Release: June 6, 2012
SUGAR HILL – The extremely loud growling, grinding sound of a Brontosaurus is music to the ears of woodcock, the odd little birds that put on such an amazing mating display in the early spring – and is still going on in old fields and meadows around the North Country.
Brontosaurus at work - chomp, grind, spit.
The “brontosaurus” in this case is mechanical: a powerful rotating cutting head operated from an excavator, feller buncher, or similar heavy equipment. Its steel teeth chew up and spit out brush, saplings, and even small trees. It is used to clear land. In the case of the woodcock, it is used to create habitat.
Woodcock are a gamebird, and their numbers in New Hampshire and elsewhere have been falling. Biologists point toward habitat loss as the culprit. As forests mature, they become less attractive to woodcock. When open fields become house sites, woodcock move on. NH Fish & Game is assisting landowners to use a brontosaurus to reclaim and promote habitat for woodcock.
In Sugar Hill, Ammonoosuc Conservation Trust used NH Fish & Game cost sharing funds to put a brontosaurus to work reclaiming a section of ACT land that has been very good woodcock habitat but was becoming too overgrown for the ground-dwelling birds.
Woodcock (Scolopax minor), sometimes called timberdoodles, are short, stout shorebirds about the size of a plump robin. They’ve been on their singing grounds for nearly two months. Their mating performance is a rite of spring – one that North Country residents look forward to every year.
Wildlife biologist Will Staats marking apple trees for no cut.
It’s a rather dramatic performance. The male launches himself into the air, and then high above the ground swirls, twirls, and twitters with his wings, and finally plunges back toward the earth, chirping as he falls. Back on the ground, he walks about making a distinctive “peent” sound as he walks about. All this happens at dusk and dawn.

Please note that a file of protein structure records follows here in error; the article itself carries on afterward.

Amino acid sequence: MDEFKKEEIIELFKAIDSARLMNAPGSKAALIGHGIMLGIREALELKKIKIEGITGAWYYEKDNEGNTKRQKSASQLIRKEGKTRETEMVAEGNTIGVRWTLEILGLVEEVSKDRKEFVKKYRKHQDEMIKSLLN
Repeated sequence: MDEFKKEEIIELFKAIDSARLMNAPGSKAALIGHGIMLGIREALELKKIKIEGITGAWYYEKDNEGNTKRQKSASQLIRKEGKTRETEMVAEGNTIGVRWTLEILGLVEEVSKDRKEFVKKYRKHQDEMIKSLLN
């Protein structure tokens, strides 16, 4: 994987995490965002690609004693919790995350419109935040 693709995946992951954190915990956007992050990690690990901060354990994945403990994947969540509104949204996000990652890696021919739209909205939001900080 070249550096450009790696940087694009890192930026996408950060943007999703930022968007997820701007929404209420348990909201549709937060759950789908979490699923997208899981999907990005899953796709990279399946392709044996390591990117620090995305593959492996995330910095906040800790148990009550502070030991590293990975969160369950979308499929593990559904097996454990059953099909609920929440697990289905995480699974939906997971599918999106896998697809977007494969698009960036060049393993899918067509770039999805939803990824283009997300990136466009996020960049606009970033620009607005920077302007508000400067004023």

Woodcock have fairly particular habitat preferences for their amorous pursuits. Being short legged, they need open ground where they can walk about and then explode into the air. Fields, tending toward becoming overgrown, are where the males can strut along, and where the females can watch.
For nest building and raising their young, feeding, and roosting, woodcock like the adjacent uplands, young forest where they have cover from predators, but enough open ground to use their long bills to probe for worms and other invertebrates.
Steel grinding teeth on rotating head.
ACT hired brontosaurus operator John Dupuis, owner of JD Logging in Groveton. He thinned an area of thick alders and an old orchard that are part of its MacCornack-Evelyn Forest off Pearl Lake Road in Sugar Hill. Regenerating alder are an important cover for woodcock feeding. As alder there aged, its stems grew parallel to the ground, allowing more sunlight into the understory and resulting in a thick layer of undergrowth. Thick grasses and brambles prevent woodcock from probing to find their favorite food, earthworms.
“We’ve seen fewer woodcock here the last few years, as the alders were falling over and the groundcover has gotten thicker and thicker,” observed ACT Executive Director Rebecca Brown. “By opening this land up with the brontosaurus, we’re hoping they’ll come back. We’re keeping track of their numbers this spring, and will continue to.”
Post-brontosaurus, late fall 2011.
“When you cut alder stems back close to their base, a lot of new shoots come up from the stump that will grow into thick cover,” said Jill KIlborn, a Fish & Game wildlife biologist who along with colleague Will Staats marked the area for the brontosaurus. “We also released the fruit bearing trees and shrubs like apple, hawthorn and shadbush. All sorts of wildlife love these trees.”
For more information on Fish & Game cost sharing, contact the Lancaster office at 788 3164. If you’d like to visit ACT’s land where the brontosaurus was used, call us at 823-7777, or see video and photos on-line at www.aconservationtrust.org.